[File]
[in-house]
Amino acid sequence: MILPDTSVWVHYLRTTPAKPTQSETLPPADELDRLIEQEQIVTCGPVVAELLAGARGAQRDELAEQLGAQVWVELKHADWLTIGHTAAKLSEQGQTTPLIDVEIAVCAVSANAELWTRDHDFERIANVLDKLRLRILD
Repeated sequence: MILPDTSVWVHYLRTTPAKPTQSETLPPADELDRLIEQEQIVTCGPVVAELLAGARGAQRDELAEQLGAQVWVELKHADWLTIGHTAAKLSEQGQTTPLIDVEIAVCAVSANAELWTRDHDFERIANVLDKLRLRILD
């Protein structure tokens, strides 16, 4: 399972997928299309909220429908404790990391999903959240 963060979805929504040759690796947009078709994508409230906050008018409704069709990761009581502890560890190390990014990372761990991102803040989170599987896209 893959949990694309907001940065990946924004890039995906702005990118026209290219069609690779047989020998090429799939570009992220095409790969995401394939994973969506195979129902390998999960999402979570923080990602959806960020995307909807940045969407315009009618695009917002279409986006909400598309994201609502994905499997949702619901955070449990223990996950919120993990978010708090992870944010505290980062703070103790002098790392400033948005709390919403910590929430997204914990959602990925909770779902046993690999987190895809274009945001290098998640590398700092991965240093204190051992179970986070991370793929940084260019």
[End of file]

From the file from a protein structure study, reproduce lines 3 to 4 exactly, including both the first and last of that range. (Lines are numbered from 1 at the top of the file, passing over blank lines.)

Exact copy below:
Repeated sequence: MILPDTSVWVHYLRTTPAKPTQSETLPPADELDRLIEQEQIVTCGPVVAELLAGARGAQRDELAEQLGAQVWVELKHADWLTIGHTAAKLSEQGQTTPLIDVEIAVCAVSANAELWTRDHDFERIANVLDKLRLRILD
């Protein structure tokens, strides 16, 4: 399972997928299309909220429908404790990391999903959240 963060979805929504040759690796947009078709994508409230906050008018409704069709990761009581502890560890190390990014990372761990991102803040989170599987896209 893959949990694309907001940065990946924004890039995906702005990118026209290219069609690779047989020998090429799939570009992220095409790969995401394939994973969506195979129902390998999960999402979570923080990602959806960020995307909807940045969407315009009618695009917002279409986006909400598309994201609502994905499997949702619901955070449990223990996950919120993990978010708090992870944010505290980062703070103790002098790392400033948005709390919403910590929430997204914990959602990925909770779902046993690999987190895809274009945001290098998640590398700092991965240093204190051992179970986070991370793929940084260019």